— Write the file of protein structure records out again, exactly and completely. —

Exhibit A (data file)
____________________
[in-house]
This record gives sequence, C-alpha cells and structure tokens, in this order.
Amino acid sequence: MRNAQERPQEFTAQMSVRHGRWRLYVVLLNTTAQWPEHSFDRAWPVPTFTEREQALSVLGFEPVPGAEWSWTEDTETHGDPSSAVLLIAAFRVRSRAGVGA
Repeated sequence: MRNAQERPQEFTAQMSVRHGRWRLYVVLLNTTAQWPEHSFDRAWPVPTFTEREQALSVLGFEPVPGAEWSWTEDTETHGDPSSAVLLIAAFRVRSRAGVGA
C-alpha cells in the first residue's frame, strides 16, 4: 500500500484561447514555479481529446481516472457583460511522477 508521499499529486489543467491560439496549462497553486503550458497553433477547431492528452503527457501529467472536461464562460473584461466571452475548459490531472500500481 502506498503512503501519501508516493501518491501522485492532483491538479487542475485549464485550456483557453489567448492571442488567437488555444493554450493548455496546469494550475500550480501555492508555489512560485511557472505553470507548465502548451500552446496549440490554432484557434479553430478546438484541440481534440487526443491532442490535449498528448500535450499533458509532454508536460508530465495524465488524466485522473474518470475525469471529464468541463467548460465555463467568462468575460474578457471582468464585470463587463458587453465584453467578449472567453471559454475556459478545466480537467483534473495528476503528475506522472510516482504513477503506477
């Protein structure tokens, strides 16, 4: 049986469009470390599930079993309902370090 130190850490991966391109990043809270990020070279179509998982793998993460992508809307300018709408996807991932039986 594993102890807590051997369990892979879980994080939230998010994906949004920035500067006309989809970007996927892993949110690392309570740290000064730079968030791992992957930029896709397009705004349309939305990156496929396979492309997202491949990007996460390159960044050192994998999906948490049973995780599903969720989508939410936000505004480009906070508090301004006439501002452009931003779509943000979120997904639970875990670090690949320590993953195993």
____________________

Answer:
[in-house]
This record gives sequence, C-alpha cells and structure tokens, in this order.
Amino acid sequence: MRNAQERPQEFTAQMSVRHGRWRLYVVLLNTTAQWPEHSFDRAWPVPTFTEREQALSVLGFEPVPGAEWSWTEDTETHGDPSSAVLLIAAFRVRSRAGVGA
Repeated sequence: MRNAQERPQEFTAQMSVRHGRWRLYVVLLNTTAQWPEHSFDRAWPVPTFTEREQALSVLGFEPVPGAEWSWTEDTETHGDPSSAVLLIAAFRVRSRAGVGA
C-alpha cells in the first residue's frame, strides 16, 4: 500500500484561447514555479481529446481516472457583460511522477 508521499499529486489543467491560439496549462497553486503550458497553433477547431492528452503527457501529467472536461464562460473584461466571452475548459490531472500500481 502506498503512503501519501508516493501518491501522485492532483491538479487542475485549464485550456483557453489567448492571442488567437488555444493554450493548455496546469494550475500550480501555492508555489512560485511557472505553470507548465502548451500552446496549440490554432484557434479553430478546438484541440481534440487526443491532442490535449498528448500535450499533458509532454508536460508530465495524465488524466485522473474518470475525469471529464468541463467548460465555463467568462468575460474578457471582468464585470463587463458587453465584453467578449472567453471559454475556459478545466480537467483534473495528476503528475506522472510516482504513477503506477
């Protein structure tokens, strides 16, 4: 049986469009470390599930079993309902370090 130190850490991966391109990043809270990020070279179509998982793998993460992508809307300018709408996807991932039986 594993102890807590051997369990892979879980994080939230998010994906949004920035500067006309989809970007996927892993949110690392309570740290000064730079968030791992992957930029896709397009705004349309939305990156496929396979492309997202491949990007996460390159960044050192994998999906948490049973995780599903969720989508939410936000505004480009906070508090301004006439501002452009931003779509943000979120997904639970875990670090690949320590993953195993």